EXHIBITION CLOSING: “Beading Now!” closes this weekend @LaGuildeMTL Montréal
The goal of this exhibition is to create a place where Indigenous and non-Indigenous artists can exchange thoughts and ideas. In order to encourage intergenerational discourse, objects from La Guilde’s own collection will be an important part of this exhibition. The presented artworks will create new narratives. (read more)
Curator Karine Gaucher (far left) with artists in attendance for the vernissage for “Beading Now!”
On May 16, 2019 artists from across Canada, who use beads as a medium for their work, gathered in Montréal for the opening of Beading Now!. The exhibition, at La Guilde, showcases a stunning display of contemporary artistic practice in beadwork including Judy Anderson’s Exploit Robe (Toying Around). Created in 2012, this work on hide that I had yet to see in the flesh, was phenomenal to take in at the vernissage. As Judy shared with me, she wanted to create something “epic.” It is! Based of off her son Cruz’s graffiti tag, she says:
Historically, men painted narrative and figurative scenes on smoked hide robes, recording stories of incredible exploits in war, hunting, and love. Few make these robes anymore, and lives of contemporary Indigenous men are starkly different from their ancestors. However, Indigenous men continue to accomplish great things that need to be recognized and honoured. By fusing contemporary ideas with traditional media, Exploit Robe (Toying Around) is a reproduction of my son Cruz’s first “burner” (a large and elaborate graffiti piece) created at age twelve, marking the beginning of his journey as a graffiti artist. As the same time, the use of the term “toy” acknowledges his inexperience and the beginning of his journey as a man.
kayâs mâna, nâpêwak ê-kî-sisopêhikêcik âcimowina pahkêkinanihk, ka-wâpahtihicik nôtinikêwin, mâciwin, êkwa sâkihitowin. namoya mihcêtwak ê-osîhtacik ôhi anohc kâ-kîsikâk, êkwa mêtoni pah-pîtos ê-isi-pimâtisicik anohc. aya, piko iyinitowi-napêwak ê-kistêyimihcik. ka-âniskwatamihk anohci-osîhtahakana êkwa kayâsi-osîhtahkana, Exploit Robe (Toying Around), ê-naspitamohk nikos Cruz nistam “burner” (misikitêw êkwa paskakiw otêna-tâpasinahikan) kî-osihcikâtêw ispih ê-kî-itâhtopiponêt nîsosap, ispih ê-kî-ati-otêno-tâpasinahikêt. ôma itwêwina “mêtawêkan” ka-ohci-mâmiskotomohk êkwâyâc ê-kî-ati-sâpohtet pimâtisiwin tâpis-kôc napêw.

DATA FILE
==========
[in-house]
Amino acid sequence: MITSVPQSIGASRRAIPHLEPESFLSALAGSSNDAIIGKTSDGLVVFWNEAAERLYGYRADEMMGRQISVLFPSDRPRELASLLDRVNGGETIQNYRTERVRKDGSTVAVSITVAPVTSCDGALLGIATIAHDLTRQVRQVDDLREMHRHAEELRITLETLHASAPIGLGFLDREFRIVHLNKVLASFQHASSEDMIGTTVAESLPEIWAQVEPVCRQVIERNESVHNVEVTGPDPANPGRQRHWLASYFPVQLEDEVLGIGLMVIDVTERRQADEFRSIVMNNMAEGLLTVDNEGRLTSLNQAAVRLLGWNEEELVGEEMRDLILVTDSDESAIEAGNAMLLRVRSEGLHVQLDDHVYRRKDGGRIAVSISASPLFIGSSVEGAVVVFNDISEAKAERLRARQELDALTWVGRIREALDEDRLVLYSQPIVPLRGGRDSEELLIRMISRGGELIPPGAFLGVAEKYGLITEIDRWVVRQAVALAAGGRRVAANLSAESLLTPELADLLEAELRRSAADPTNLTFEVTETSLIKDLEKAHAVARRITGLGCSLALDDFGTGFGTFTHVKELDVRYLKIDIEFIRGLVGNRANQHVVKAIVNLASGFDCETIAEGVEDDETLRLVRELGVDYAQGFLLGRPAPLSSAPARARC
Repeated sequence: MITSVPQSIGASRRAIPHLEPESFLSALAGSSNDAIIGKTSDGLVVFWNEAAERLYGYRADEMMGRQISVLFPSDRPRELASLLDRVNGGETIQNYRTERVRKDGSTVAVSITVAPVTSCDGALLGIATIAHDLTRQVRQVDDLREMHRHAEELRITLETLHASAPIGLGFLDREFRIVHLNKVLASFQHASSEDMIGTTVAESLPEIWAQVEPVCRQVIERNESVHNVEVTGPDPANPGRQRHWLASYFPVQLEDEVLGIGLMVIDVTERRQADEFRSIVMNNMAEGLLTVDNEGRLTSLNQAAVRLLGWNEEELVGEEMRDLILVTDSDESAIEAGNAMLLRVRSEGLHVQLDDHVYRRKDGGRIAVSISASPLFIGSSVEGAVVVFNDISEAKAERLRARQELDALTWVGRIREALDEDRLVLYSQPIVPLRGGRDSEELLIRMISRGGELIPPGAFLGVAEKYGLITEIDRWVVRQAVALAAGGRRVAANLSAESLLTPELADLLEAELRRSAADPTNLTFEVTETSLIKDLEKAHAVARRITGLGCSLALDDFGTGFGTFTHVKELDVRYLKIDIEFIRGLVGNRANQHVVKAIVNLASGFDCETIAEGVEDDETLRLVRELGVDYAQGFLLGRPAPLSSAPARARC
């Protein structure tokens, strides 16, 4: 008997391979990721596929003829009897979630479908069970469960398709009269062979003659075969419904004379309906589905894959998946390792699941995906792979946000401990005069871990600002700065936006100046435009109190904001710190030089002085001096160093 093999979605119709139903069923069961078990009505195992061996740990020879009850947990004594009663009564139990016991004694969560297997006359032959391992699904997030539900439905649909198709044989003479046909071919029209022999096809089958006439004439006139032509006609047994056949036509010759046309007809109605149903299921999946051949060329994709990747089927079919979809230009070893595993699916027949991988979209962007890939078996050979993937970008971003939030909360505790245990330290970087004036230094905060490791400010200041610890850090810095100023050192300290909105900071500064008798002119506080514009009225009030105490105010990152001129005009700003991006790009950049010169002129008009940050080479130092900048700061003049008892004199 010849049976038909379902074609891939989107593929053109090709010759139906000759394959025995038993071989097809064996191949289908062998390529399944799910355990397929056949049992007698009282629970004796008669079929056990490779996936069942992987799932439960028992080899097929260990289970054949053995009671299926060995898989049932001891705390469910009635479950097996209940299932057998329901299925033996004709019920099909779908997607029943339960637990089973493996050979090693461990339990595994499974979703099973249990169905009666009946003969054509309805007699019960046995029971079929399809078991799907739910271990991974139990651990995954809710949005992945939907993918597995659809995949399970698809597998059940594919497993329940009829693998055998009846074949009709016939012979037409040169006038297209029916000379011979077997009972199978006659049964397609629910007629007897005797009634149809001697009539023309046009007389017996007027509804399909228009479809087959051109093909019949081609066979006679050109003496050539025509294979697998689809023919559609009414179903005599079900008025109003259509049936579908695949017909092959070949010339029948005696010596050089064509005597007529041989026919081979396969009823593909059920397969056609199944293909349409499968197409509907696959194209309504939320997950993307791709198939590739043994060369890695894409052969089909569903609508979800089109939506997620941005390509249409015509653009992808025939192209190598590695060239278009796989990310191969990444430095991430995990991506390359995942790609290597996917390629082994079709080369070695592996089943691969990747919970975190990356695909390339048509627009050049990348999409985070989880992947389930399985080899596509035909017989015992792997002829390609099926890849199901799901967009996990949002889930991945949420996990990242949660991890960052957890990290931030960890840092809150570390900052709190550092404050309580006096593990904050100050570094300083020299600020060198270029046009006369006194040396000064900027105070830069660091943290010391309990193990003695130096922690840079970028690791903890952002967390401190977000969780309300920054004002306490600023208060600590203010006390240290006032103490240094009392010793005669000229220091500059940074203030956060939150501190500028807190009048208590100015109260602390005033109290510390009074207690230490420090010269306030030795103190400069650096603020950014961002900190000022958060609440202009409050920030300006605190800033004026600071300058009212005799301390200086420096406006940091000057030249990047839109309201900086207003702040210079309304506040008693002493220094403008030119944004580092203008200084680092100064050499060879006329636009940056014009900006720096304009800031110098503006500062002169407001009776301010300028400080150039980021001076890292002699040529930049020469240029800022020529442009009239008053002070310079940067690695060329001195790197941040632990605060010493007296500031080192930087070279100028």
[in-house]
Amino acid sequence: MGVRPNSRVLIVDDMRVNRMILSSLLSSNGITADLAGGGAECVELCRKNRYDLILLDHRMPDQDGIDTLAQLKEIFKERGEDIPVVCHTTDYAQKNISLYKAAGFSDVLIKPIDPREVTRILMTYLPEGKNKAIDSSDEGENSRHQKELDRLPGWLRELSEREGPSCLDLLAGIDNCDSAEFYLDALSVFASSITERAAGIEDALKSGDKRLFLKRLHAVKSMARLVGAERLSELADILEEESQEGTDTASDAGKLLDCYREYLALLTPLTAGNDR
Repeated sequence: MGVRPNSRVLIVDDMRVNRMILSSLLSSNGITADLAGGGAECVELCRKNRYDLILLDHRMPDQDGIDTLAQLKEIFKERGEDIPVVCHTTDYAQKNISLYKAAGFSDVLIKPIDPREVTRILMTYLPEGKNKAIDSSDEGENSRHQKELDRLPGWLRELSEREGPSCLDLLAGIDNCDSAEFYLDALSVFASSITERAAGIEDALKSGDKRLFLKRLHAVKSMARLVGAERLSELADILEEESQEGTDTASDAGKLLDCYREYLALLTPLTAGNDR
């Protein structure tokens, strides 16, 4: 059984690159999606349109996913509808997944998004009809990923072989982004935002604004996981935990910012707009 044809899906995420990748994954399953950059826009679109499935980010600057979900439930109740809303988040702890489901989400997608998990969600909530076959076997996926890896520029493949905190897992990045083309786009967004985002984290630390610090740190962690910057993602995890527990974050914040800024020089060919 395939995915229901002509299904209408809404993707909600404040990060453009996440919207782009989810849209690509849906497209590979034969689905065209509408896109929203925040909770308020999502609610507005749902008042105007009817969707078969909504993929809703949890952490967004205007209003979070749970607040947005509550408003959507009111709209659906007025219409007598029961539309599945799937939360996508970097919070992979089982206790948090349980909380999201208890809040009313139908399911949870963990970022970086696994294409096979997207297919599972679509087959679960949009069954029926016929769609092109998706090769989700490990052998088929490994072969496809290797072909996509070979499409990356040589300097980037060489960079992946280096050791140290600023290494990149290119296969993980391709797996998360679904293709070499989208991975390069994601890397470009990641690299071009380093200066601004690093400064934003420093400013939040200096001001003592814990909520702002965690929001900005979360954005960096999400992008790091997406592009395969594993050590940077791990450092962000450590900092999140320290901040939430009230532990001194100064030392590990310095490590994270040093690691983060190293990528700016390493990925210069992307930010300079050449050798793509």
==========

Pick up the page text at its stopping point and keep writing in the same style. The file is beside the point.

Nehiyaw (Cree) artist Judy Anderson’s “Exploit Robe (Toying Around)” (2012) installation view and detail.
The exhibition also includes poignant work by Ruth Cuthand and Teresa Burrows. In Ruth’s new work she builds on the subject matter presented in her body of work Trading Series where she has beaded viruses like smallpox and cholera – deceptively beautiful compositions with a chilling backstory.
Ruth Cuthand’s latest installation, Extirpate this Execrable Race, continues her work to bring attention to the health impacts of colonization on Indigenous people, both past and present. The title of this installation is taken directly from correspondence that Lord Jeffery Amherst, commanding general of British forces in North America, sent to Colonel Henry Bouquet, on July 13, 1763, advocating the use of smallpox infected blankets as biological warfare. The blankets, along with a handkerchief, were given to those who came to warn the British forces of an impending attack.